Â Â Â Â Â Â Â Â tail = tail->prev;

Â Â Â Â }

Â Â Â Â cout << tail->data << endl;;

}

int main()

{

/* Start with the empty list */

Node* head = NULL;

/* Let us create a linked list: 2->3->5->7 */

push(&head, 7);

push(&head, 5);

push(&head, 3);

push(&head, 2);

cout << "Original Linked list" << endl;

traverse(head);

/* Reverse linked list */

cout << "\nReversed Linked list" << endl;

revtraverse(&head);

return 0;

}

## How Do We Insert a Node in a Doubly Linked List?

To insert a node, you need to change the previous node's next (if any) to the new node and the next node's previous (if any) to the new node. You can insert a new node in three different locations.

- At the beginning of the list
- At the end of the list
- After a given node

### Code:

/* A c++ program to perform all insertion operations*/

#include <bits/stdc++.h>

using namespace std;

// A class to create nodes

class Node

{

public:

int data;

Node* next;

Node* prev;

};

/* A function to insert a node at the beginning of the list*/

void push(Node** head, int newdata)

{

/* create newnode */

Node* newnode = new Node();

/* put in the data */

newnode->data = newdata;

/* link the new node's next to head

and previous as NULL */

newnode->next = (*head);

newnode->prev = NULL;

/* link the head node's prev to new node */

if ((*head) != NULL)

(*head)->prev = newnode;

/* changing head */

(*head) = newnode;

}

/* A function to insert a node after a given node */

void insertAfter(Node* prevnode, int newdata)

{

/*1. check if the given prevnode is NULL */

if (prevnode == NULL)

{

cout<<"given previous node can't be null";

return;

}

/* 2. allocate new node */

Node* newnode = new Node();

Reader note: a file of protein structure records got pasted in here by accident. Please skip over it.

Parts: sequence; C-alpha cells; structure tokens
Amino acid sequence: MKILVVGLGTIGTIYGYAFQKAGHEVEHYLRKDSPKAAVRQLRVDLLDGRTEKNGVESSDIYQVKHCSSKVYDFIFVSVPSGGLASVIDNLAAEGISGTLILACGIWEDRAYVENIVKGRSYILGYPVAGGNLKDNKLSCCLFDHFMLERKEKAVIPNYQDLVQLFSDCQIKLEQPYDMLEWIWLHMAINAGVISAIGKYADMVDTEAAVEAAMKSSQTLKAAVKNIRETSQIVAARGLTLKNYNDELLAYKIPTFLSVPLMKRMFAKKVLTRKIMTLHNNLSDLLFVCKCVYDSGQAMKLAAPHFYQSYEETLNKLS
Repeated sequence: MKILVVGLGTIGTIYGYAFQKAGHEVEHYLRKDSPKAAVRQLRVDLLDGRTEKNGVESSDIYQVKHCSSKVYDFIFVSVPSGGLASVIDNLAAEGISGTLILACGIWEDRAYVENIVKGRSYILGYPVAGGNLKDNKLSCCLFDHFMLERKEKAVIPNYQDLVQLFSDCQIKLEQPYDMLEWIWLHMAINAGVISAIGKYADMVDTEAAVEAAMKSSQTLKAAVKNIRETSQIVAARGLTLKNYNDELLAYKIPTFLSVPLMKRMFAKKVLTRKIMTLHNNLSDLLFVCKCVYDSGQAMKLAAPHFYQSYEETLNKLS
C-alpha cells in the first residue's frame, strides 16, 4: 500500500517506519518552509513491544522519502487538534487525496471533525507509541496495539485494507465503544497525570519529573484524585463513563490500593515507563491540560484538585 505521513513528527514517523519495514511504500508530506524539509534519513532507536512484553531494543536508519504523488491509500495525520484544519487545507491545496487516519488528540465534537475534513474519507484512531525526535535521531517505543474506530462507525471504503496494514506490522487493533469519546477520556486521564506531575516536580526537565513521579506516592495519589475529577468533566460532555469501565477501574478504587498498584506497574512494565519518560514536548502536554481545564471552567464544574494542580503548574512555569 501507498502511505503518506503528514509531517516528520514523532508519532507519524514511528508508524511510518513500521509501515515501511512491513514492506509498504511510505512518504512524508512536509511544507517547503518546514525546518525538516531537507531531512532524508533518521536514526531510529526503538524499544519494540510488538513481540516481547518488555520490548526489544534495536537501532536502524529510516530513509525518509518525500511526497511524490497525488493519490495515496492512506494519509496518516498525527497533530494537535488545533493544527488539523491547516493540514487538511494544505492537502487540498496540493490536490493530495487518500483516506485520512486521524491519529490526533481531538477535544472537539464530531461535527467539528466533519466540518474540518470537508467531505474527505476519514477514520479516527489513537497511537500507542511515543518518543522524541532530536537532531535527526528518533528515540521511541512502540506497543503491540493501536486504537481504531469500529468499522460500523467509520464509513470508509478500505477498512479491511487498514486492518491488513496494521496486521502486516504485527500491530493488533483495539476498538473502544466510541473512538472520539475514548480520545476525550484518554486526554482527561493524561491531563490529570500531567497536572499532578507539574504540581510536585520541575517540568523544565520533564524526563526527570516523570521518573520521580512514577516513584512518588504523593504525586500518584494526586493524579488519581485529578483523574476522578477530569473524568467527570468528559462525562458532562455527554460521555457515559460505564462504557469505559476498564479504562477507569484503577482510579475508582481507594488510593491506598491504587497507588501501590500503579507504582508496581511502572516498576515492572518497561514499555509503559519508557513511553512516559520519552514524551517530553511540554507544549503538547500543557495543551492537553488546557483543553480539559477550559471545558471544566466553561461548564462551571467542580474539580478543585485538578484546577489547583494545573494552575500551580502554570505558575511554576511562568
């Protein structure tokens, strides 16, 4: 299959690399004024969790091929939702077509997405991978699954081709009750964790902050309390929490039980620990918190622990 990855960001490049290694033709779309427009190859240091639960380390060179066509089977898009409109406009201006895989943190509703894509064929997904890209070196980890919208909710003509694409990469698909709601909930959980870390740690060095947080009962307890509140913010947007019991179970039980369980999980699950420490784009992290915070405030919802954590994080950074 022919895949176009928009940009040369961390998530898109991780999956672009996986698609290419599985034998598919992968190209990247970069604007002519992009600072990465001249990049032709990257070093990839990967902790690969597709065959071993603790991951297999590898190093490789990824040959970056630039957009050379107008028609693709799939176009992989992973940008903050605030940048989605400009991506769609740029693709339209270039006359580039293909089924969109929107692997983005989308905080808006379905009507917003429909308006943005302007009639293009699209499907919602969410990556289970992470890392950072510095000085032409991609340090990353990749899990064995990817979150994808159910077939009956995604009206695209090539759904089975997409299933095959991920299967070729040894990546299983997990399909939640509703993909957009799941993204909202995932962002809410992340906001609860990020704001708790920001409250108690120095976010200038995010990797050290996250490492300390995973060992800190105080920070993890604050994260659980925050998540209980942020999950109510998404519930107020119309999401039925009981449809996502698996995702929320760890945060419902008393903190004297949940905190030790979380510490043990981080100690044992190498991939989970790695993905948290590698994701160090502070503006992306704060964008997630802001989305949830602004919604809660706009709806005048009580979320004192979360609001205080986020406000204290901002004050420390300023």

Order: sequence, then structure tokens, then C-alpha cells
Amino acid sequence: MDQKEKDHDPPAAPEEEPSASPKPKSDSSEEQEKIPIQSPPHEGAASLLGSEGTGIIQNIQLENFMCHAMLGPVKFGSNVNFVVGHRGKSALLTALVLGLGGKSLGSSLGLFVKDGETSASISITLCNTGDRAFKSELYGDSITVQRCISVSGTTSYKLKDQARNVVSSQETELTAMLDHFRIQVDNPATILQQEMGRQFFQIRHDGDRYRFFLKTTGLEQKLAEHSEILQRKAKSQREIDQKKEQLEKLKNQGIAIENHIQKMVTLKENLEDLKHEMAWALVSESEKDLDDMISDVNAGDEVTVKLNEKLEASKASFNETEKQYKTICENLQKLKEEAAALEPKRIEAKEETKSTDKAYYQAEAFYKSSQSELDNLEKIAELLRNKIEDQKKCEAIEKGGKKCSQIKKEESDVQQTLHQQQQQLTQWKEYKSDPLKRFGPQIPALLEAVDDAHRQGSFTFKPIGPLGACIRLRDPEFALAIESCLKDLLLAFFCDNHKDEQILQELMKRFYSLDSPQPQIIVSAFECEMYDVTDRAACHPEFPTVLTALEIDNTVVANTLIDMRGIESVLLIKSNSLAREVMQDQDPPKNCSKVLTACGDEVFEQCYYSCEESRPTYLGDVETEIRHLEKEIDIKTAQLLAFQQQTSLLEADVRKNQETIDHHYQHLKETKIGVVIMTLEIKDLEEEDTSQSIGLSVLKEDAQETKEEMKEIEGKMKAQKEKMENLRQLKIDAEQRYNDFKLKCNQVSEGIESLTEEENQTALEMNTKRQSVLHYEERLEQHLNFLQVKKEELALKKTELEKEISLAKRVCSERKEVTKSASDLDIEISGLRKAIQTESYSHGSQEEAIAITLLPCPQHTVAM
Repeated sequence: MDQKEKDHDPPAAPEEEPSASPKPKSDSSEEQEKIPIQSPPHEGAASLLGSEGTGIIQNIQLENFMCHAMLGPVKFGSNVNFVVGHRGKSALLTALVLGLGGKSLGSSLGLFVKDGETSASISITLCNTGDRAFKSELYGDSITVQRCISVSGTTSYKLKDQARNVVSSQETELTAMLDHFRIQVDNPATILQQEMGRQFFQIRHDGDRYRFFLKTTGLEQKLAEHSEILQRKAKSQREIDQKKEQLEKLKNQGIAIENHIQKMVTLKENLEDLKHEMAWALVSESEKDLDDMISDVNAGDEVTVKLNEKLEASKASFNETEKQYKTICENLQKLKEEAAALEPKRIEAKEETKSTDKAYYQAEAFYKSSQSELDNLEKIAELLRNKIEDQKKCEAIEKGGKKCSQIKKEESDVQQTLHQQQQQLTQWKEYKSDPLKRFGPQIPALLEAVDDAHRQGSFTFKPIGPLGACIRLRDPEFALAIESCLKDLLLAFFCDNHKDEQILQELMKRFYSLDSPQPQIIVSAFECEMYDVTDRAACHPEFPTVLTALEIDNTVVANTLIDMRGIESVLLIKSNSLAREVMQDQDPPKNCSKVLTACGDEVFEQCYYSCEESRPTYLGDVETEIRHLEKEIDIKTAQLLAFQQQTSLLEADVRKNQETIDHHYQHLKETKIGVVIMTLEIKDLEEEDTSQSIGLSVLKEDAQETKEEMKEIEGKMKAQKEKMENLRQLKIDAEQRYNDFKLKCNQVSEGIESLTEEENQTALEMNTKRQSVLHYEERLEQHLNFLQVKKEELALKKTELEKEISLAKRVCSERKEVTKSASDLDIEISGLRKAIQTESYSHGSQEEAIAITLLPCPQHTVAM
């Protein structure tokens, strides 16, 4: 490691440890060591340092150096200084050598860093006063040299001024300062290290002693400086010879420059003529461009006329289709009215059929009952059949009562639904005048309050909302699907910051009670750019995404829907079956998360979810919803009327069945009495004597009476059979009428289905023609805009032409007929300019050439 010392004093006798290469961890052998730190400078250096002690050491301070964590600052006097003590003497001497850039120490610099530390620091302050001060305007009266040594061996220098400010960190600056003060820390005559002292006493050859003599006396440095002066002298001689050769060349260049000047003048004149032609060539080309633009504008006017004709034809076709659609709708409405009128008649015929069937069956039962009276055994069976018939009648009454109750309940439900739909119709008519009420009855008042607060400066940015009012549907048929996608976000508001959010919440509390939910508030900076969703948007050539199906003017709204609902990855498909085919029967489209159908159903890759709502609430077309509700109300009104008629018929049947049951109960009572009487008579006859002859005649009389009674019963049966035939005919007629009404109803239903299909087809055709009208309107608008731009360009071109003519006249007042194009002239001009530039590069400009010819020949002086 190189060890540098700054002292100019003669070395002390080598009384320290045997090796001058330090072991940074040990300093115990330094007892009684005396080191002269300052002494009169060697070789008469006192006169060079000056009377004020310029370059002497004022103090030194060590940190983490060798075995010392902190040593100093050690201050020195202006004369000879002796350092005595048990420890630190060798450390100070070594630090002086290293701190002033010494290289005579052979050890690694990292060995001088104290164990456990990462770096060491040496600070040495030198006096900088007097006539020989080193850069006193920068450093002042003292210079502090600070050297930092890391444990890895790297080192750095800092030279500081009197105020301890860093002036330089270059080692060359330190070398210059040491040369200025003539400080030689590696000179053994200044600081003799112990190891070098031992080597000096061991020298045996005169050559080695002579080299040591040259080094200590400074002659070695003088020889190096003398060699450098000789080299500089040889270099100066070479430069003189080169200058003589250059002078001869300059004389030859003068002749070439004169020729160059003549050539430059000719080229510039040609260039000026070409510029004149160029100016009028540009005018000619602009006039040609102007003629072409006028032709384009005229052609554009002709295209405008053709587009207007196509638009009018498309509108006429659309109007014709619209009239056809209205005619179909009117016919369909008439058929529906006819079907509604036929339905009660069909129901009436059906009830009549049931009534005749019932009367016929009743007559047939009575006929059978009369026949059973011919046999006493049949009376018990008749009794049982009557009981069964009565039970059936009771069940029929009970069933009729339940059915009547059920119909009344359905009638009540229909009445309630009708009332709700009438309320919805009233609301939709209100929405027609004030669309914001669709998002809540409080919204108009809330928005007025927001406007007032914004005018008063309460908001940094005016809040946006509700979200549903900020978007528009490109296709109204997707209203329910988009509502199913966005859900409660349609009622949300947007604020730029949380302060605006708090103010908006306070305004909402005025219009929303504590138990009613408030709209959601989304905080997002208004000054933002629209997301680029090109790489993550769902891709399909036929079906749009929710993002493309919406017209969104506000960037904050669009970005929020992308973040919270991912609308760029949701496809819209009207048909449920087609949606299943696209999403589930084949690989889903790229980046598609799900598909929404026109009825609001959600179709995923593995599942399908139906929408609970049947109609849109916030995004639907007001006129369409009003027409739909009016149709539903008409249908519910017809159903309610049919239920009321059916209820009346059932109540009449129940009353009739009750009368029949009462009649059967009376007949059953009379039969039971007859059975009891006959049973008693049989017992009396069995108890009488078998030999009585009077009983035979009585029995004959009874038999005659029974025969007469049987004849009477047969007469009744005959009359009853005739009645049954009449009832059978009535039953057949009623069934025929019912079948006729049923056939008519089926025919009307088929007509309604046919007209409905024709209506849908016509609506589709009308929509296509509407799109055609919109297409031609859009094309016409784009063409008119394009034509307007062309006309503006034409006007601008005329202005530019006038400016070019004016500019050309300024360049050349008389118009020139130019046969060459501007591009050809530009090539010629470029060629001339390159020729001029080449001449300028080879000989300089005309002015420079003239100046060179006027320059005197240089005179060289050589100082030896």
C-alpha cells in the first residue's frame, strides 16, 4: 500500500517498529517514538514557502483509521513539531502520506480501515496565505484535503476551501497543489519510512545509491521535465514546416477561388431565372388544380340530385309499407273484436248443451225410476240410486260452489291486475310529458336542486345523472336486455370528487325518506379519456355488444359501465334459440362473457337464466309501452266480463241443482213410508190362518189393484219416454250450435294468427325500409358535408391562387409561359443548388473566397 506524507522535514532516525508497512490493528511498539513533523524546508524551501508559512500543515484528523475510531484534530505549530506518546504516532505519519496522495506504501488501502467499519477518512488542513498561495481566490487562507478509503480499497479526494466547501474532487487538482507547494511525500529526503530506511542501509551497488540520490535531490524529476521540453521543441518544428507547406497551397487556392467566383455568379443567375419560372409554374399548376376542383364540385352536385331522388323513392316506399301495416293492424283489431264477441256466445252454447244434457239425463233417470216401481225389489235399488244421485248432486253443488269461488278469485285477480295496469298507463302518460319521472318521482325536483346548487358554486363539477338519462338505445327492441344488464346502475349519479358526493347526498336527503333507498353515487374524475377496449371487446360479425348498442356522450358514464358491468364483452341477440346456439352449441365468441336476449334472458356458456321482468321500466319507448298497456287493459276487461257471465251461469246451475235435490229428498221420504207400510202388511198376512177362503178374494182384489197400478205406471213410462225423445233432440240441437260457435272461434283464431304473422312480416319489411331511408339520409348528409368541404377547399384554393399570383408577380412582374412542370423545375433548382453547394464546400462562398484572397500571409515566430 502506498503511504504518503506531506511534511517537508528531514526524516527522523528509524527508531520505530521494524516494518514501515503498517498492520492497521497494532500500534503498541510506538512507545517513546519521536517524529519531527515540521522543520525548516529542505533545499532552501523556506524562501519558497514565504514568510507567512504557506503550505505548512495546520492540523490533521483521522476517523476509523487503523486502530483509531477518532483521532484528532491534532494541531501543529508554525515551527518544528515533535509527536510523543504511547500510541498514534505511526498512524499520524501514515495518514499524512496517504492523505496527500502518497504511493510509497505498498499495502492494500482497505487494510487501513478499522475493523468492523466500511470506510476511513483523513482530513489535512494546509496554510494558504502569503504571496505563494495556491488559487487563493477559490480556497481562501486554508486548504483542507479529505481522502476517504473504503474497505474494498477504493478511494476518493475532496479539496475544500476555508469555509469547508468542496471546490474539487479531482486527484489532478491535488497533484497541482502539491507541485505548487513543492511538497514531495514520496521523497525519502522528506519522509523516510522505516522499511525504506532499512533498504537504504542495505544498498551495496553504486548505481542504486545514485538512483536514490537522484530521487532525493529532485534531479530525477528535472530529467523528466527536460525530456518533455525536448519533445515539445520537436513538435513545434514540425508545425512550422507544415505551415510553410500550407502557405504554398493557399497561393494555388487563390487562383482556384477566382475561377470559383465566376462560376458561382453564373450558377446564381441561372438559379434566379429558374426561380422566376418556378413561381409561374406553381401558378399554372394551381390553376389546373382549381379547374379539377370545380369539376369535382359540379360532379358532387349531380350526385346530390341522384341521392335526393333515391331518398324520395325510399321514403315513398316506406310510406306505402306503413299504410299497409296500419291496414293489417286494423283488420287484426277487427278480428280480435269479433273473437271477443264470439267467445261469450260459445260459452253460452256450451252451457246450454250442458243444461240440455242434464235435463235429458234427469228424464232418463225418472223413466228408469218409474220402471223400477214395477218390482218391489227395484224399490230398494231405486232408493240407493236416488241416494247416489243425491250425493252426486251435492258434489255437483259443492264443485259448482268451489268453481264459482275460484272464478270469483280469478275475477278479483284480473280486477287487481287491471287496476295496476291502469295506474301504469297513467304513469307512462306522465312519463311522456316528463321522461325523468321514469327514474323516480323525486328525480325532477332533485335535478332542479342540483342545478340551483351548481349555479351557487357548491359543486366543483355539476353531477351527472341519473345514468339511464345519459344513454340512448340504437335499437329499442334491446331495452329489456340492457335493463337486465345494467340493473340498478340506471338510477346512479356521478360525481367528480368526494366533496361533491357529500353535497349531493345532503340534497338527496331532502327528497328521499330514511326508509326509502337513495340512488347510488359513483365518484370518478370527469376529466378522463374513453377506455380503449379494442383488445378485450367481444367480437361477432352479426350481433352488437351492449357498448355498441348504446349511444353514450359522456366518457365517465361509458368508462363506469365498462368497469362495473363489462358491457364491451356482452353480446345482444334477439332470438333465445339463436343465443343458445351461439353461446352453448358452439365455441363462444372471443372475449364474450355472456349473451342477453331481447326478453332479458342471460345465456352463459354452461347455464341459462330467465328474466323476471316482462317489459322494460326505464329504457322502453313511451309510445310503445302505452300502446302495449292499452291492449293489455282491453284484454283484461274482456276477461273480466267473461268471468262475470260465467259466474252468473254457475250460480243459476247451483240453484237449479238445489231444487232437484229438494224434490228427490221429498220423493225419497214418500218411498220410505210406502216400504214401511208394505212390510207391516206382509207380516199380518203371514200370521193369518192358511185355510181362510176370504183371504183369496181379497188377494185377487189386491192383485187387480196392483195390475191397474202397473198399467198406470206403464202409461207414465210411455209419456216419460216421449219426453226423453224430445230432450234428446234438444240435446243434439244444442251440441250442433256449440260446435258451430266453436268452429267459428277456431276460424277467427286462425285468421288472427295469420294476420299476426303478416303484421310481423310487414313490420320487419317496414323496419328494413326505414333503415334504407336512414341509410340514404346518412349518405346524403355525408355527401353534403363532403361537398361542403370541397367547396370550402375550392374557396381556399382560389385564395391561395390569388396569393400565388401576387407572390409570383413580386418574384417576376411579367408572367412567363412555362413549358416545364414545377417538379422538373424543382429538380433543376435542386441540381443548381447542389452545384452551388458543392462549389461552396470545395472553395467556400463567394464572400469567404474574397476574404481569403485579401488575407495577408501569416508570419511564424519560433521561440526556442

/* 3. put in the data */

newnode->data = newdata;

/* 4. Make new node's next as prevnode's next */

newnode->next = prevnode->next;

/* 5. Make the prevnode's next as newnode */

prevnode->next = newnode;

/* 6. Make prevnode as newnode's prev */

newnode->prev = prevnode;

/* 7. Change previous of newnode's next node */

if (newnode->next != NULL)

newnode->next->prev = newnode;

}

/* A function to insert at the end of the list */

void append(Node** head, int newdata)

{

/* create newnode */

Node* newnode = new Node();

Node* last = *head;

/* put in the data */

newnode->data = newdata;

/*This newnode is going to be the last node, so

we will make next of it as NULL*/

newnode->next = NULL;

/* check if the Linked List is empty, then make the new

node as head */

if (*head == NULL)

{

newnode->prev = NULL;

*head = newnode;

return;

}

/* Else traverse till the last node */

while (last->next != NULL)

last = last->next;

/* Change the next of last node */

last->next = newnode;

/* Make last node as new node's prev */

newnode->prev = last;

return;

}

// A function to print the list

void printList(Node* node)

{

while (node != NULL)

{

cout<<" "<<node->data<<" ";

node = node->next;

}

}

int main()

{

/* Start with the empty list */

Node* head = NULL;

// Insert 6 at the last

append(&head, 6); //6->NULL

// Insert 7 at the beginning

push(&head, 7); //7->6->NULL

// Insert 1 at the beginning

push(&head, 1); //1->7->6->NULL

// Insert 4 at the end

append(&head, 4); //1->7->6->4->NULL

// Insert 8, after 7

insertAfter(head->next, 8); //1->7->8->6->4->NULL

cout << "Created DLL is: ";

printList(head);

return 0;

}